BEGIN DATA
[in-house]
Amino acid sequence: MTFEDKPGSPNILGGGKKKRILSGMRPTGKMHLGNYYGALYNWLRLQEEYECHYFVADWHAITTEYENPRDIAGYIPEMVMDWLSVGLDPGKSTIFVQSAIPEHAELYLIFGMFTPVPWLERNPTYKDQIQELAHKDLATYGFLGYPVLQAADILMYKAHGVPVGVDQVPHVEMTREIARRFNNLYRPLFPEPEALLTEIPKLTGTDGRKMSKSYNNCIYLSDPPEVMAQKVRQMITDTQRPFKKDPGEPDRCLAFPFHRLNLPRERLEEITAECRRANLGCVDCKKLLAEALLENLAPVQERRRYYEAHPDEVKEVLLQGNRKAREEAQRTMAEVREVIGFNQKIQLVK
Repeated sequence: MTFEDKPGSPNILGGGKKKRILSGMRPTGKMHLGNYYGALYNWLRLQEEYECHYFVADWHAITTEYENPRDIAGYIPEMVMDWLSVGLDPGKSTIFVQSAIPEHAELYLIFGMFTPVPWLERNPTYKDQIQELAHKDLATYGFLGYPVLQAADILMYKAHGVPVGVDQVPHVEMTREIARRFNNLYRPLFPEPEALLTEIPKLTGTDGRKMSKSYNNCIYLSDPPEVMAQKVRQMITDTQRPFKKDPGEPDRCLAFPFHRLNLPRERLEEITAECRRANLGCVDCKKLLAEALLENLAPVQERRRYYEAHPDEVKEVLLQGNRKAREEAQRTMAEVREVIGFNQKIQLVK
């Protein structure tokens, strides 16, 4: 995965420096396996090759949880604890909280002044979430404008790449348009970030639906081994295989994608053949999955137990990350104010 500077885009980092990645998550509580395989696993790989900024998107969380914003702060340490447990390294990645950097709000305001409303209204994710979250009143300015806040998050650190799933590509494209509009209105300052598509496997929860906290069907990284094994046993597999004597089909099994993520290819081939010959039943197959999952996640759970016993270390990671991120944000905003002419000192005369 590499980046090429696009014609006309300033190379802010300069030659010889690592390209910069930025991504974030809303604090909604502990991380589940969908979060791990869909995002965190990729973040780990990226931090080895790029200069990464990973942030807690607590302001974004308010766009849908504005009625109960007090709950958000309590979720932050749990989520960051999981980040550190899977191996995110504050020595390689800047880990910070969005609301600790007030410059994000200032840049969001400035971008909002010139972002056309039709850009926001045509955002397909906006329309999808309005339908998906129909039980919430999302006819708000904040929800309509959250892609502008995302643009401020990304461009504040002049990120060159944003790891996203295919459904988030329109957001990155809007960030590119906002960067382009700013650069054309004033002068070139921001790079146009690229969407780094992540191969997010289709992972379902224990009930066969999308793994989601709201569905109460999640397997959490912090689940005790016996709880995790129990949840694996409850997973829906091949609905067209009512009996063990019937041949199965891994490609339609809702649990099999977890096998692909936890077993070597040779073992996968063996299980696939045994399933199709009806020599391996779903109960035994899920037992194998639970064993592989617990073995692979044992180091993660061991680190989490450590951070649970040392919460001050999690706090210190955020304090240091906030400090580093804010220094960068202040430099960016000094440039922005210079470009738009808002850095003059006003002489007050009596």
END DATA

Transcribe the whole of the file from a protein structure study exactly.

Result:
[in-house]
Amino acid sequence: MTFEDKPGSPNILGGGKKKRILSGMRPTGKMHLGNYYGALYNWLRLQEEYECHYFVADWHAITTEYENPRDIAGYIPEMVMDWLSVGLDPGKSTIFVQSAIPEHAELYLIFGMFTPVPWLERNPTYKDQIQELAHKDLATYGFLGYPVLQAADILMYKAHGVPVGVDQVPHVEMTREIARRFNNLYRPLFPEPEALLTEIPKLTGTDGRKMSKSYNNCIYLSDPPEVMAQKVRQMITDTQRPFKKDPGEPDRCLAFPFHRLNLPRERLEEITAECRRANLGCVDCKKLLAEALLENLAPVQERRRYYEAHPDEVKEVLLQGNRKAREEAQRTMAEVREVIGFNQKIQLVK
Repeated sequence: MTFEDKPGSPNILGGGKKKRILSGMRPTGKMHLGNYYGALYNWLRLQEEYECHYFVADWHAITTEYENPRDIAGYIPEMVMDWLSVGLDPGKSTIFVQSAIPEHAELYLIFGMFTPVPWLERNPTYKDQIQELAHKDLATYGFLGYPVLQAADILMYKAHGVPVGVDQVPHVEMTREIARRFNNLYRPLFPEPEALLTEIPKLTGTDGRKMSKSYNNCIYLSDPPEVMAQKVRQMITDTQRPFKKDPGEPDRCLAFPFHRLNLPRERLEEITAECRRANLGCVDCKKLLAEALLENLAPVQERRRYYEAHPDEVKEVLLQGNRKAREEAQRTMAEVREVIGFNQKIQLVK
């Protein structure tokens, strides 16, 4: 995965420096396996090759949880604890909280002044979430404008790449348009970030639906081994295989994608053949999955137990990350104010 500077885009980092990645998550509580395989696993790989900024998107969380914003702060340490447990390294990645950097709000305001409303209204994710979250009143300015806040998050650190799933590509494209509009209105300052598509496997929860906290069907990284094994046993597999004597089909099994993520290819081939010959039943197959999952996640759970016993270390990671991120944000905003002419000192005369 590499980046090429696009014609006309300033190379802010300069030659010889690592390209910069930025991504974030809303604090909604502990991380589940969908979060791990869909995002965190990729973040780990990226931090080895790029200069990464990973942030807690607590302001974004308010766009849908504005009625109960007090709950958000309590979720932050749990989520960051999981980040550190899977191996995110504050020595390689800047880990910070969005609301600790007030410059994000200032840049969001400035971008909002010139972002056309039709850009926001045509955002397909906006329309999808309005339908998906129909039980919430999302006819708000904040929800309509959250892609502008995302643009401020990304461009504040002049990120060159944003790891996203295919459904988030329109957001990155809007960030590119906002960067382009700013650069054309004033002068070139921001790079146009690229969407780094992540191969997010289709992972379902224990009930066969999308793994989601709201569905109460999640397997959490912090689940005790016996709880995790129990949840694996409850997973829906091949609905067209009512009996063990019937041949199965891994490609339609809702649990099999977890096998692909936890077993070597040779073992996968063996299980696939045994399933199709009806020599391996779903109960035994899920037992194998639970064993592989617990073995692979044992180091993660061991680190989490450590951070649970040392919460001050999690706090210190955020304090240091906030400090580093804010220094960068202040430099960016000094440039922005210079470009738009808002850095003059006003002489007050009596």